5. When the video is finished, allow students time to write reflections, memories and questions that are triggered by the video, in the third column.
6. Give students time to share their responses in small groups.
7. Assignment: Distribute copies of Handout 4, a selection from MY INVENTED COUNTRY. Students should read the book excerpt carefully, annotating it as they read.
Part Four: Examining MY INVENTED COUNTRY
1. Remind students of the section of yesterday's video in which Bill Moyers says to Allende, "You didn't write this so that I could learn about Chile. You wrote this so you could learn about yourself." Allende disagrees, "No. I wrote this so that you can fall in love with Chile."
2. If possible, have a discussion of Allende's book MY INVENTED COUNTRY.
3. Ask students to take out their copies of Handout 4, "Country of Longitudinal Essences" and then distribute the discussion questions on Handout 5.
4. Arrange students into groups of four and allow them 15 minutes or so to work through the discussion questions. Circulate among groups to be sure students understand questions five and six. Make sure that they understand that these "faces" are aspects of a national character, not individuals.
5. Give each group a piece of chart paper and some markers. Ask them to draw a representation of one of the "faces" of the United States. Representations may be actual faces or symbols.
6. Ask each group to tape their chart paper to a wall and explain the "faces" to the class.
7. Conclusion: Discuss with the class as a whole: How are these "faces" the result of our geography or history?
8. Use the remainder of the period for peer editing of creative writing assignments in preparation for writing a final draft.
Students may be assessed through:
- student journal responses.
- student responses to the video interview as reflected in Handouts 1 and 3.
- the original creative writing piece inspired by an historical event.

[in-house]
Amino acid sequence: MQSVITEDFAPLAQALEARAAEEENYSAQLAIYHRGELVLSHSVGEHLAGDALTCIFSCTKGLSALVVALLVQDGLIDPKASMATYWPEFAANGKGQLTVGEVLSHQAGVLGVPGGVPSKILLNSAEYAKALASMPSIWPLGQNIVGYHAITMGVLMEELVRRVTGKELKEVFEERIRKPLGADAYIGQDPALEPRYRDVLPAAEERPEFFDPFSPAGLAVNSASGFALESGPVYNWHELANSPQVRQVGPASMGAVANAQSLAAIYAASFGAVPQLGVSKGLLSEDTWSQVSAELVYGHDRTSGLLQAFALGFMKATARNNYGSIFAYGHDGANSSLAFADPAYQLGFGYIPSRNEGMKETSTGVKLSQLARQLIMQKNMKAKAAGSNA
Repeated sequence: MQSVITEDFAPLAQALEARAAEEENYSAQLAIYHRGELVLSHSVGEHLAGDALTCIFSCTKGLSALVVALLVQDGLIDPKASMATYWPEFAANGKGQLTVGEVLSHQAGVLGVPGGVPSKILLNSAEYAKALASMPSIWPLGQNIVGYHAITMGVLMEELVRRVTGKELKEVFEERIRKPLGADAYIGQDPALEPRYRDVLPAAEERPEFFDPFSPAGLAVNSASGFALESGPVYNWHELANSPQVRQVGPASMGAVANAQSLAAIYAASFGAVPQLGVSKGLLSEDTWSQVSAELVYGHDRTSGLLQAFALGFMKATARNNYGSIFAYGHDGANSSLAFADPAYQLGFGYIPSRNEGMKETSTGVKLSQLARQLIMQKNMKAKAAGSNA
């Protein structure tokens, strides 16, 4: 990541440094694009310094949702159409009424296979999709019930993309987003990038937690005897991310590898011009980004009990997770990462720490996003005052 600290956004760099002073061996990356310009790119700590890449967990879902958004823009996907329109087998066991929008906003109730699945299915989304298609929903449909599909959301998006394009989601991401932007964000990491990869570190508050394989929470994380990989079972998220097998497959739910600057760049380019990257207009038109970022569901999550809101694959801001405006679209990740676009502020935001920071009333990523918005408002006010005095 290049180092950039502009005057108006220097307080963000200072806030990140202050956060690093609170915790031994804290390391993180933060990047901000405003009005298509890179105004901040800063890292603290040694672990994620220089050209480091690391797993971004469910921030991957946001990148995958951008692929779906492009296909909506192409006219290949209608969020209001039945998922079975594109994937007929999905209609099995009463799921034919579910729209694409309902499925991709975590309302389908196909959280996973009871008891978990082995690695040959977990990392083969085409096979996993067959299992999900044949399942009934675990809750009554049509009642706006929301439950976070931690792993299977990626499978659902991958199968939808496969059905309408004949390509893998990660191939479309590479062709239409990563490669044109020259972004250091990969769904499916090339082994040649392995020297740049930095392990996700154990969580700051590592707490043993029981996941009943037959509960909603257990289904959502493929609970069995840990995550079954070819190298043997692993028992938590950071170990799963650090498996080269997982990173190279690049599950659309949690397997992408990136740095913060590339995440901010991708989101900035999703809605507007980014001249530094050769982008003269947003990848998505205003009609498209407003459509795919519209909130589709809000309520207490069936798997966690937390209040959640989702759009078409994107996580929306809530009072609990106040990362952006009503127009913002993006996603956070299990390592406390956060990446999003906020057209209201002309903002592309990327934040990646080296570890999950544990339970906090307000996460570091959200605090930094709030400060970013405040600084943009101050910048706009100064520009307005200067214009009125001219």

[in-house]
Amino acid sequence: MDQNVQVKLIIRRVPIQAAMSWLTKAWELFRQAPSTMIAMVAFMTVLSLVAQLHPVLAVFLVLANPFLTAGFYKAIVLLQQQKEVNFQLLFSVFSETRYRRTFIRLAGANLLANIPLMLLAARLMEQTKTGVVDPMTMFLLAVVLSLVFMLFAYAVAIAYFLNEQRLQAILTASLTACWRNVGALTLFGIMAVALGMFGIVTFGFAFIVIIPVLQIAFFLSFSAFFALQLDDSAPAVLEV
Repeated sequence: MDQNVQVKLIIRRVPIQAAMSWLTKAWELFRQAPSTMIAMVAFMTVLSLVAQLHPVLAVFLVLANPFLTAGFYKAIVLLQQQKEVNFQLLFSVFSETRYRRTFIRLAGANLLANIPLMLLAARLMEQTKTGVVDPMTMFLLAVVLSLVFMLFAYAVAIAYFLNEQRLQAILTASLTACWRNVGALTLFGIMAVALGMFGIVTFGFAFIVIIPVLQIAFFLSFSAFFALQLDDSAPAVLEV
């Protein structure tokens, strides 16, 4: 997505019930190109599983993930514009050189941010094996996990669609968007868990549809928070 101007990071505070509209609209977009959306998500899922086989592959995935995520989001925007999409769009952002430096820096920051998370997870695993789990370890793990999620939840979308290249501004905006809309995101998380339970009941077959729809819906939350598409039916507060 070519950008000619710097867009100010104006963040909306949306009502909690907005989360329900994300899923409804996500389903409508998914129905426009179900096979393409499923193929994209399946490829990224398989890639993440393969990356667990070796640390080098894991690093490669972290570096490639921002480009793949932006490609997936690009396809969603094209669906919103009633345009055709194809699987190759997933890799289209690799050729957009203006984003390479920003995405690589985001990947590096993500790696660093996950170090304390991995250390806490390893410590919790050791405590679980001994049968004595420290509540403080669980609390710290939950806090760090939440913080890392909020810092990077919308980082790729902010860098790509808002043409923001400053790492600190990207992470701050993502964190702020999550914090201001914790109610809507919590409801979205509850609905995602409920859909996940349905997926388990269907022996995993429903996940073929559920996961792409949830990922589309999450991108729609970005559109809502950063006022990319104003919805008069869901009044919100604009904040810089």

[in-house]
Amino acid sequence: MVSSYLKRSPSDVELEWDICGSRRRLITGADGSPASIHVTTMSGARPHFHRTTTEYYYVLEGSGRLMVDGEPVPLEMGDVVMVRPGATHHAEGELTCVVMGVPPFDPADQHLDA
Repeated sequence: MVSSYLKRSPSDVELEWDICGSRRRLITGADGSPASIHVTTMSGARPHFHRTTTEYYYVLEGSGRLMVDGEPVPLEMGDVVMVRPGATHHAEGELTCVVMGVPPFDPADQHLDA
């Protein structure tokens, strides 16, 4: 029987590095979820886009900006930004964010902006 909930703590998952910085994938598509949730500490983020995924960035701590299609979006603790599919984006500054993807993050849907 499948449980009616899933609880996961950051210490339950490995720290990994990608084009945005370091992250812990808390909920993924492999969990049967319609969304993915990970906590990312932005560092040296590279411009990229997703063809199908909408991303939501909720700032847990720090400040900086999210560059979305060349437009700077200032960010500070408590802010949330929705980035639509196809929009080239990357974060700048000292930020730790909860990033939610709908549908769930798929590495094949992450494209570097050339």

- discussion of the selection from MY INVENTED COUNTRY.
1. Be sure to review NOW's Starter Activities related to this lesson's topic.
2. For additional reading, your more sophisticated students might be interested in some of Allende's novels, stories and nonfiction, such as:
(NOW has a complete bibliography of Allende's work online.)
- THE HOUSE OF THE SPIRITS (1982)
- OF LOVE AND SHADOWS (1984)
- EVA LUNA (1985)
- STORIES OF EVA LUNA (1989)
- THE INFINITE PLAN (1991)
- PAULA (1994)
- DAUGHTER OF FORTUNE (1999)
- PORTRAIT IN SEPIA (2002)
- MY INVENTED COUNTRY (2003)
3. For younger students, Allende has written an adventure novel, CITY OF THE BEASTS, in which the 15-year-old protagonist journeys down the Amazon and finds himself in El Dorado.
"The Amazon Queen" by Isabel Allende
This site features a vivid Allende essay about a trip to the Amazon to cure writer's block.
HarperCollins: The Work of Isabel Allende
Students who wish to read some of Allende's work will find useful resources at her publisher's Web site, such as chapter excerpts and reading guides for all her books, including MY INVENTED COUNTRY.
THE HOUSE OF SPIRITS by Isabel Allende has been made into a film starring Jeremy Irons, Meryl Streep, Glenn Close, and Vanessa Redgrave. It is available on video and DVD.
Introduction to CONVERSATIONS WITH ISABEL ALLENDE
This site publishes the Introduction to CONVERSATIONS WITH ISABEL ALLENDE in full. The selection gives an insightful overview of how Allende tends to invent herself during interviews.
Allende's own Web site is very extensive. It includes a set of questions and answers about her work and a wonderful and expressive gallery of family photographs.
Love at First Sight for My California Dream
This site features an Allende essay that deals with meeting her husband and learning to get along in the United States.
What is Magical Realism, Really?
Much of Allende's writing has been characterized as "magical realism." If students are interested in magical realism as a literary trend, Bruce Holland Rogers gives a clear definition of it at this site.
About the Author
Eileen M. Mattingly has been teaching English and social studies since 1968. She currently teaches and chairs the English department at McDonough High School in Pomfret, Maryland. She holds a B.S.F.S. degree in International Studies from Georgetown University and has received master's degrees from St. John's University and the Johns Hopkins University, as well as two fellowships from the National Endowment for the Humanities. She has developed teaching materials for multicultural literature for Charles County, Maryland and has presented a workshop on Native American literature for the National Council of Teachers of English. Her teacher's guide to the novel Ceremony has recently been published by The Center for Learning.